Jump to Main Content
Crystallization and melting behavior of i-PP: a perspective from Flory's thermodynamic equilibrium theory and DSC experiment
- Ahmed, Abdullah K., Atiqullah, Muhammad, Pradhan, Dev R., Al-Harthi, Mamdouh A.
- RSC advances 2017 v.7 no.67 pp. 42491-42504
- Gibbs free energy, catalysts, crystal structure, crystallites, crystallization, equations, equilibrium theory, kinetic energy, melting, melting point, models, polypropylenes, propylene, thermal properties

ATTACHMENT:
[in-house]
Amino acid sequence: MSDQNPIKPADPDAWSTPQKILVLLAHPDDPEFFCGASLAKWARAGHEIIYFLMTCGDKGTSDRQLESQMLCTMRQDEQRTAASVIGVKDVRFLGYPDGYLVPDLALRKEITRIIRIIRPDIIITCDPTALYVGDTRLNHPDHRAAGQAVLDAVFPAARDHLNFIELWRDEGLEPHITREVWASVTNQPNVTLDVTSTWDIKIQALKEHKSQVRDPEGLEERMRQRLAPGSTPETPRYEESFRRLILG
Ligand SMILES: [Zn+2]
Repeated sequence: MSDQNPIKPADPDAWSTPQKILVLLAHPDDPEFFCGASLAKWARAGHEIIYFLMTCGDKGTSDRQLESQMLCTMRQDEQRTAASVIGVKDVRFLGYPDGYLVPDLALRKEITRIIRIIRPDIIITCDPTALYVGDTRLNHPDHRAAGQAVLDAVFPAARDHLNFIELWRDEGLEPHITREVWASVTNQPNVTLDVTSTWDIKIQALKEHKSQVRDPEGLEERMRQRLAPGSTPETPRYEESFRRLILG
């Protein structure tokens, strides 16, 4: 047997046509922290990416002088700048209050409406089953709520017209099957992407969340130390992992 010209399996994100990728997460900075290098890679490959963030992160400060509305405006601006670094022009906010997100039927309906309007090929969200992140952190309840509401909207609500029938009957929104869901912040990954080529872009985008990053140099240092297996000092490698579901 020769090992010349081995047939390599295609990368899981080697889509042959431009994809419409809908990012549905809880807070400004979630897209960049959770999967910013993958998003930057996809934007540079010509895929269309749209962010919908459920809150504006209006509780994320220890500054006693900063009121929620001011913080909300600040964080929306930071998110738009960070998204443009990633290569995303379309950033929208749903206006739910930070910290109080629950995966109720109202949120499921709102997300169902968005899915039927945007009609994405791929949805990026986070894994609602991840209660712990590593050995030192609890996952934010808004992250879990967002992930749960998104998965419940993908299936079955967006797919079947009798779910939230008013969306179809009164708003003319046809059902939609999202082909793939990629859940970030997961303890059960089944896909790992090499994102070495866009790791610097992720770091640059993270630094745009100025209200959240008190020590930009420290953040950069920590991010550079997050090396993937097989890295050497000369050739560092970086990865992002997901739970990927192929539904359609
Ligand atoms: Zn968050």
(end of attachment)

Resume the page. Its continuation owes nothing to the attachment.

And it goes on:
- Crystallization and melting are integral parts of the isotactic polypropylene (i-PP) end-product fabrication process. Therefore, the nonisothermal crystallization kinetics and melting behavior of an un-nucleated commercial i-PP have been pursued by integrating a new nonisothermal crystallization model, Flory's thermodynamic equilibrium theory, Gibbs–Thompson equation, and DSC experiments. By applying this simple conceptual integration, the relative crystallinity α, temperature-dependent instantaneous crystallinity χ, the crystallization kinetic triplet, and the lamellar thickness distribution have been duly correlated, as appropriate, to the level of undercooling θ, crystal surface free energy D, and critical stable crystallite sequence number n*. Consequently, new insightful results, interpretations, and explanations have been concluded. The nonisothermal primary and secondary crystallizations of i-PP occur isokinetically with constant (temperature-, entropy-, and cooling rate-invariant) apparent kinetic energy Eₐ, which is also unaffected by θ, D, and the lamella-inclusive pendant –CH₃ group of the propylene repeat unit. The crystal dimension nd varies, irrespective of θ and D, from cylinder to sphere, depending on the system entropic disorder. Instantaneous (athermal/heterogeneous) and sporadic (thermal/homogeneous) nucleation processes may co-prevail. The occurrence of lamellar thickening with increasing melting temperature has been discussed, considering the chain sliding diffusion theory proposed by Hikosaka et al., and the variation of θ and D. The present approach also applies to the evaluation of the influence of catalyst structure, backbone defect types, and their distribution on the crystallization and melt behavior of i-PP.